Saturday, July 6, 2013

Instant Action: Miami Connection (1987)

Just what the world needs, ninjas on motorcycles!

Screenplay By: Joseph Diamond
Directed By: Y.K. Kim & Woo-sang Park

Some people may be surprised with what I am going to choose to talk about when it comes to Miami Connection. Surely the amount of men with their shirts off, the wonderful speech pattern of Y.K. Kim, or the fact that Miami Connection is about a band called Dragon Sound pitting their tae kwon do versus a motorcycle gang of ninjas are where my priorities should reside. I'll get to those topics, in short order as a matter of fact, but they are not the reason why Miami Connection is a pretty awesome film. No, the reason why Miami Connection succeeds is because of how earnest the film is throughout its run time. There was never a moment where I didn't believe in what I was seeing in Miami Connection. A band of orphans who all practice tae kwon do and sing about loyalty should be cringe inducing. It should not work, and yet in Miami Connection I believed that Dragon Sound was a collection of orphans, who practiced tae kwon do, and who made it their life mission to be loyal to one another. The earnestness and love that went into making Miami Connection is why I was able to believe and why the film is able to lay claim to its great status.

I'm not about to sit here and type that Miami Connection is a great film without any flaws. On just about every level Miami Connection is an awful film. The acting is bad, the story is laughable, and the characters lack any sort of real substance. Yes, Miami Connection is a film so bad that it is great. But, it's also a different sort of film thanks to the belief of all involved that they were making thee film to end all films. Miami Connection isn't truly so awful that it's great. The heart displayed in every facet of filmmaking helps Miami Connection to turn a corner and enter the sacred realm of an awful film that is so lovingly crafted it becomes great on its own merits.

One area where I would never think of nay saying is that of the action. John F. Escobar, the stunt coordinator, has teamed up with the two directors to deliver some finely filmed action. The fight scenes have energy to them and they have a hard hitting nature that I wasn't expecting. The character of John is a lanky dude who doesn't look like he could hurt a stick. But, when he fights the choreography manages to make him seem fierce. That dude takes his short off and he throws down in a way that only a great martial arts film can bring about.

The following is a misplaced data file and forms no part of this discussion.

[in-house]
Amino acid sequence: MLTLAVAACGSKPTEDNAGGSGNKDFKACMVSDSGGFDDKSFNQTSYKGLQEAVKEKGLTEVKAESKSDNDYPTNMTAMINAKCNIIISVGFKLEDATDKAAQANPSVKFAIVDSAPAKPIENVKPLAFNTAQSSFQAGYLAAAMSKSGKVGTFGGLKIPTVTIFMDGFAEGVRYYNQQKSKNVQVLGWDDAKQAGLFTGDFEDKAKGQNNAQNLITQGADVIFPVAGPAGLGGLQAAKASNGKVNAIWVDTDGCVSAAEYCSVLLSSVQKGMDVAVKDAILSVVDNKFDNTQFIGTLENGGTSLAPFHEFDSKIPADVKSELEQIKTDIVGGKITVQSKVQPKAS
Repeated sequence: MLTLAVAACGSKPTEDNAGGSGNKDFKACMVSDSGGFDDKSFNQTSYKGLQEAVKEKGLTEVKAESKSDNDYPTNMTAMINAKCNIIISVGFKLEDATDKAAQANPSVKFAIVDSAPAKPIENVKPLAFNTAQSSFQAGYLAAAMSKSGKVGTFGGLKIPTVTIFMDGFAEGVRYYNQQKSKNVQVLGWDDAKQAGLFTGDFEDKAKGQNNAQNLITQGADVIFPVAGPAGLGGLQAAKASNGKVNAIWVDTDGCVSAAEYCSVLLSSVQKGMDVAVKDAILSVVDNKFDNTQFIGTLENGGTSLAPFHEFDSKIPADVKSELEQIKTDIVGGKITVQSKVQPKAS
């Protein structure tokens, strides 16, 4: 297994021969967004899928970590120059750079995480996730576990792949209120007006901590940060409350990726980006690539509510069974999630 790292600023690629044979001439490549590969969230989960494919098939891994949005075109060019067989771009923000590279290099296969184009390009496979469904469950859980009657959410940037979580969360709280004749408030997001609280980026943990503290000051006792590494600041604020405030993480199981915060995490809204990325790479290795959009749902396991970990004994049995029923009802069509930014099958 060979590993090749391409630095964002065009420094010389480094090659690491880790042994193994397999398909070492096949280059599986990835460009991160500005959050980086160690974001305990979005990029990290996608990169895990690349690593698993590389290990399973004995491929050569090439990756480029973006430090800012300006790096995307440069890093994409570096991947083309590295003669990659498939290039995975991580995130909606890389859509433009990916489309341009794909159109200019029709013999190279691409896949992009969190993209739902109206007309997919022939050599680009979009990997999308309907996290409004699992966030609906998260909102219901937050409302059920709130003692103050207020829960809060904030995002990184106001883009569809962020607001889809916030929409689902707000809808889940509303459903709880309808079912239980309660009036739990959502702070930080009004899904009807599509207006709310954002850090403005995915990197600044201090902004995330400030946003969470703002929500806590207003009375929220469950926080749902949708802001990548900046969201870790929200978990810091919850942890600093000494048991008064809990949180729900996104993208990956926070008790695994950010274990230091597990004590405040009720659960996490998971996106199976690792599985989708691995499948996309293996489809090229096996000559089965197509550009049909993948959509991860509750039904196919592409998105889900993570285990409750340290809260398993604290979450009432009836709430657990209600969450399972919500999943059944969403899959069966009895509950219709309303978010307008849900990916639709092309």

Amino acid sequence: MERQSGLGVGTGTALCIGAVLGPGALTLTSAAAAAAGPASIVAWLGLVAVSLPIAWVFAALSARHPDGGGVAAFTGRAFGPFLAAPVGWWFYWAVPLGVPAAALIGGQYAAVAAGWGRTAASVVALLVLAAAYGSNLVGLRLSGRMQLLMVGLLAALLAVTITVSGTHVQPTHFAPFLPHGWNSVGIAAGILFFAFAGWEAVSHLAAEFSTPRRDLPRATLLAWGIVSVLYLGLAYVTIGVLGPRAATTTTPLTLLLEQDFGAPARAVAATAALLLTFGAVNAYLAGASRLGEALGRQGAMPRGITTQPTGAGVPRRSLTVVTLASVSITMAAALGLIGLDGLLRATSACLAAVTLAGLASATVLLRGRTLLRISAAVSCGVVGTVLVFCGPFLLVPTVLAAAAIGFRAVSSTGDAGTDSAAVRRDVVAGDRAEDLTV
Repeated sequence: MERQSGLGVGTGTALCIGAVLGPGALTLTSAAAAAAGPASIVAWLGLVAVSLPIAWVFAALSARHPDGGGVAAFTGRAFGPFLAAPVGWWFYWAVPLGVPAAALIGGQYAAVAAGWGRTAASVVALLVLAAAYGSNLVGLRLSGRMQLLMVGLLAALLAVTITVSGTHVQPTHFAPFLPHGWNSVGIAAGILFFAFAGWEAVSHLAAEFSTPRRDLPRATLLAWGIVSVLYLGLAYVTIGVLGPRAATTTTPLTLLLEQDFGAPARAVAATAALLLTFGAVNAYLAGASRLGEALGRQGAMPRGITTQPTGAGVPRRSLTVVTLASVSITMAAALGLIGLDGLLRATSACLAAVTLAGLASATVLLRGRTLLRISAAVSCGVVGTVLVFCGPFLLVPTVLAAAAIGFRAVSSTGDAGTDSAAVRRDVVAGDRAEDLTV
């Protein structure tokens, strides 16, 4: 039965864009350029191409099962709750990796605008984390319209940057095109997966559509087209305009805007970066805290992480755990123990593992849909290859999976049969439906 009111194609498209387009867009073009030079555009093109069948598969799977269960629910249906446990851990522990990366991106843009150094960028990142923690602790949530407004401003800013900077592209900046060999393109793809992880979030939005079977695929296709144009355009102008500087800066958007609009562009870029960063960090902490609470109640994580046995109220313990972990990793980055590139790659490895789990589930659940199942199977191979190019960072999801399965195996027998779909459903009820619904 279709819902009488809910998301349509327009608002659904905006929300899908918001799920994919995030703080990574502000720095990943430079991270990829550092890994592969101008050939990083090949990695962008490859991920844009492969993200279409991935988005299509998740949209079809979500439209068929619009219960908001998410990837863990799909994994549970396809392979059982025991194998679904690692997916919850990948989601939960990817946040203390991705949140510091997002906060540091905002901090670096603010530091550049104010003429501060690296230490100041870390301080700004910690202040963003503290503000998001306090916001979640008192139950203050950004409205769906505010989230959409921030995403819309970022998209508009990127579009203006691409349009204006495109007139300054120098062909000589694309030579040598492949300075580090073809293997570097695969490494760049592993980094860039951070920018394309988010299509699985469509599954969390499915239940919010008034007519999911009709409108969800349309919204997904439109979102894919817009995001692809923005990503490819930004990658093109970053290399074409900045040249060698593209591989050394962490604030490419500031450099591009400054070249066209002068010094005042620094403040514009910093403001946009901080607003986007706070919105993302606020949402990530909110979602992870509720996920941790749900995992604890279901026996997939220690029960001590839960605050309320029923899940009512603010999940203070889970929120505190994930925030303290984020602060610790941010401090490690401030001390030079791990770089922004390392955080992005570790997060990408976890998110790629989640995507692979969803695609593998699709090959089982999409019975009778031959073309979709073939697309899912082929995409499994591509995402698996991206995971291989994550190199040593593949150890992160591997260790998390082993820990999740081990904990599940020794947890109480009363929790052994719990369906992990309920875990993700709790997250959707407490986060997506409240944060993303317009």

I knew that Miami Connection had the potential to be something special when the opening scene featured a guard who was permanently in the ready position. The guy was surrounded by oodles of his comrades and yet he was in crouch mode with his uzi ready to fire off some rounds at a moment's notice. That's an example of the unintentional comedy that is present in Miami Connection. The trip to the beach is supposed to be funny, but it's even funnier when you realize that Tom is determined to solidify his status as a low rent Magnum, P.I. who rocks the stache and only cares about the ladies. Miami Connection had me laughing when it wanted me to laugh and even a few times when I clearly wasn't supposed to be laughing. I'm not really feeling triumphant for Jim when he is at the hospital at the end of the film, but I am laughing because of his fathers awesome line delivery. I was laughing with Miami Connection though, because even in the unintentionally funny scenes the film seemed willing to concede that it was kind of funny.

You give me a movie that has some truly stellar music, heroes who take their shirts off every five minutes, and former Ultimate Fighting Championship heavyweight Champion Maurice Smith flexing his acting chops and I'm bound to be a happy camper. Miami Connection is the lone film for Kim xiānshēng, as a director or an actor. I'm not sure why he never made any more awesome 1980s straight to video action, but I do treasure the one film he did make. The honest belief he had in all the elements of Miami Connection being great bleeds through in every moment of the film. I'm happy that Miami Connection has started to pick up a cult following, it's a film that definitely needs to be seen by more people.



Bill Thompson

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